TVA has also blamed the delays at Watts Bar 2 on the expected regulatory changes expected to be imposed on the plant by the NRC in response to the Fukushima crisis in Japan.
There have been troubles with safety on the site. TVA spokesperson Scott Brooks told FCW that in September 2011 Watts Bar 2 personnel discovered that cables had erroneously been disconnected from Unit 1 equipment, which is a the operating reactor, instead of Unit 2, which is under construction, and that a valve on Unit 2 was removed from a system without following proper guidelines.
Brooks said the Unit 2 safety “stand down” was ordered stopping work for three days to assure that errors discovered are clearly communicated to all personnel and to reinforce TVA’s expectation that workers adhere to the highest standards of safety and quality.
Additionally, in a separate set of troubles that started in 2010, two men working at the site were arrested and charged with faking records for 200 inspection entries of electrical cables being installed at Unit 2. The falsified records were discovered as part of the utility’s quality assurance program and resulted in the case being turned over to the U.S. Attorney’s office.
Bellefonte gets pushed back
Like Watts Bar 2 TVA has taken the approach that completing a partially constructed reactor makes more sense than building a new one from the ground up. There’s a lot to be said for having a containment building and a reactor pressure vessel in hand to give you a running start. Last September TVA let a contract worth approximately $1 billion to Areva to provide engineering, construction, and component replacement procurement for the Bellefonte project.
TVA spokesman Brooks tells FCW that now much of the major construction activities will have to wait until Watts Bar 2 is done.
“The completion of Bellefonte Unit 1 depends on the new completion date for Watts bar 2.”
|New digital control room at
Watts Bar 2: (TVA file photo)
Both reactors are being built under the NRC’s old Part 50 process which requires a construction license and then an operating license. Brooks says TVA does not have a date for the operating licenses for either reactor.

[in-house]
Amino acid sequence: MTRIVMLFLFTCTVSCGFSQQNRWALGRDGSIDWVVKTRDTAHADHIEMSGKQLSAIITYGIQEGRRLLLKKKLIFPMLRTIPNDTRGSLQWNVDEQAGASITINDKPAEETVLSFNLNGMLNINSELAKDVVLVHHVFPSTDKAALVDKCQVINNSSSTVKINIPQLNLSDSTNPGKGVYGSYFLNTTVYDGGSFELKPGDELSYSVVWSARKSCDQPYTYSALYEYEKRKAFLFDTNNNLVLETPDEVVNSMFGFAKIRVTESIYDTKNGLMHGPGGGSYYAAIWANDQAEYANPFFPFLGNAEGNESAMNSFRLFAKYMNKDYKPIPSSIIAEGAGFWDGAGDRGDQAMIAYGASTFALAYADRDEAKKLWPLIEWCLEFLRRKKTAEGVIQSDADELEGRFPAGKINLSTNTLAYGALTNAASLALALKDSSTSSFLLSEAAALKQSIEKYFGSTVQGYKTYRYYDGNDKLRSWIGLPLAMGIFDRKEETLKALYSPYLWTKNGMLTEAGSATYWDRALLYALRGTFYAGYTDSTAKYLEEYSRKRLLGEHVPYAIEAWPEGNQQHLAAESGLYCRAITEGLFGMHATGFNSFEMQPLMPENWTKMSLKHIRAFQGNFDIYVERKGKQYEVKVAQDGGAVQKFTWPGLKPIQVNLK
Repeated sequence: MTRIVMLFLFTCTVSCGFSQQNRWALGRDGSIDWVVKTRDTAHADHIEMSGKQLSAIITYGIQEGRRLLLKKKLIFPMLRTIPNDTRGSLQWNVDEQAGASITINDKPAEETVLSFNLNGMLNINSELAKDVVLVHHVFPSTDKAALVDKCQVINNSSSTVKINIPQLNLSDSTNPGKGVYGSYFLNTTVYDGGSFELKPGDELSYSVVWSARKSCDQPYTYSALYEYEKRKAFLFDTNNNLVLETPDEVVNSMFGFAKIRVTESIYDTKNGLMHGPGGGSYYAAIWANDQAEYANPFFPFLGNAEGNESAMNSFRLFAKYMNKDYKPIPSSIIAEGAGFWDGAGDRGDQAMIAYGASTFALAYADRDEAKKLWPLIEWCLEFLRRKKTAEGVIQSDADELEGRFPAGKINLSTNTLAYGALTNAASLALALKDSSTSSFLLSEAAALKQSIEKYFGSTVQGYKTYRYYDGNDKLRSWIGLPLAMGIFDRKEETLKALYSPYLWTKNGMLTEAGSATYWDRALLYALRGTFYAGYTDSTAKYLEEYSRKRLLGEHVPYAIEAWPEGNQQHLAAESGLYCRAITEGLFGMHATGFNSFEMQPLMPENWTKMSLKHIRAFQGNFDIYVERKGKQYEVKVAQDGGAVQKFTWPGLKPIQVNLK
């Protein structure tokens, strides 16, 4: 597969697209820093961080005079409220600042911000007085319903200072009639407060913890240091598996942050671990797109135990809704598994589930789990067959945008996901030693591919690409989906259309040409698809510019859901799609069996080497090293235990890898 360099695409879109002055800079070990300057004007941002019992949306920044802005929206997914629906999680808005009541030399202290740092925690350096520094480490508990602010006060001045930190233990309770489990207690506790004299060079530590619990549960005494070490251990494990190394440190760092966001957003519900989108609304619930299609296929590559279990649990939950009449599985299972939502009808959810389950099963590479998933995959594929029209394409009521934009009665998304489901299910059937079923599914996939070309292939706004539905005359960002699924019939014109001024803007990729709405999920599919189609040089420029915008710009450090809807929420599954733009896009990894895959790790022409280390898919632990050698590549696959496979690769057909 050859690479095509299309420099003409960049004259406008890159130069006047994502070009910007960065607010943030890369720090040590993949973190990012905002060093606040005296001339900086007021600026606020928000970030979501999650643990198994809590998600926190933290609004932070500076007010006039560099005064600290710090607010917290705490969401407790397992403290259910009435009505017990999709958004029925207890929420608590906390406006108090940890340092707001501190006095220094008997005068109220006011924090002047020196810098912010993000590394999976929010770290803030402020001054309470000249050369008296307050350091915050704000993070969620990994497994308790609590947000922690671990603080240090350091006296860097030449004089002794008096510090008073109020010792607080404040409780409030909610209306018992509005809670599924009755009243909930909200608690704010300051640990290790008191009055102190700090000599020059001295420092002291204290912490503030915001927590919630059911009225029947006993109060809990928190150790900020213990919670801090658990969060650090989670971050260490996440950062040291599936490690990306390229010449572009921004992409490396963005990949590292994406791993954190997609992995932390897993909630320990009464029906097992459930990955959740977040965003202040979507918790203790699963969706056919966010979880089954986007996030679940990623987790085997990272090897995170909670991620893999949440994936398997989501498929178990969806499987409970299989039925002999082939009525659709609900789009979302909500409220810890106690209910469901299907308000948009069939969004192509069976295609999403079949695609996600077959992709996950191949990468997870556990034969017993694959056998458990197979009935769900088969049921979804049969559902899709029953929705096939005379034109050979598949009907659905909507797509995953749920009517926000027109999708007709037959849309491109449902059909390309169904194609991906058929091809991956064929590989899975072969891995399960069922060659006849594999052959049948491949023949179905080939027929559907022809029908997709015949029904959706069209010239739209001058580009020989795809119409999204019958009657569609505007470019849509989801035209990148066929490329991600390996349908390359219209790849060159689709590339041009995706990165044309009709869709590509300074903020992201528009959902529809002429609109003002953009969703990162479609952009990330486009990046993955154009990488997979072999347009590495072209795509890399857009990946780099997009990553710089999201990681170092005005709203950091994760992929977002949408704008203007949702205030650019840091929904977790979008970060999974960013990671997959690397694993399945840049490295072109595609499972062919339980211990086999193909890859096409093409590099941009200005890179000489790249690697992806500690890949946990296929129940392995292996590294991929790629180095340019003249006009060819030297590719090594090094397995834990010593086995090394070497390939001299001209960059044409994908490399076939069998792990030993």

Because of the delays at Watts Bar 2 pushing out the schedule for Bellefonte, on March 16 TVA laid off about 450 people, or half the work force at Bellefonte.
David Stinson, VP for the Bellefonte Project, said in a statement that the utility is “resetting priorities” for Bellefonte since it must wait for completion at Watts Bar 2.
In addition to construction work at Bellefonte, Areva also provides nuclear fuel assemblies and refueling services for TVA’s nuclear reactors.
Seeking the Browns Ferry payoff
In October 2008 TVA announced that the $1.8 billion restart of Browns Ferry Unit 1, originally expected to pay for itself in eight years, will end up paying back its costs in about 30 months or less than one-third the time. This is the type of payoff TVA undoubtedly would like to see for the Watts Bar 2 and Bellefonte reactors.
TVA’s investment in Watts Bar 2 is based on an analysis accepted by its board in 2007 that the completed reactor will generate power for less than the continued cost of buying electricity from other generators or building new fossil plants. Even with the current low price of gas, TVA primarily uses it for peak load electrical generation.
These types of calculations are at the heart of CEO Tom Kilgore’s determination to get the new estimate for Watts bar 2 right. He presents the the new numbers to the TVA board later this month. The pay back for the project in the black or the red is riding on it.
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This is my updated coverage from Fuel Cycle Week, April 5, 2012, V11:No.467, published by International Nuclear Associates, Washington, DC.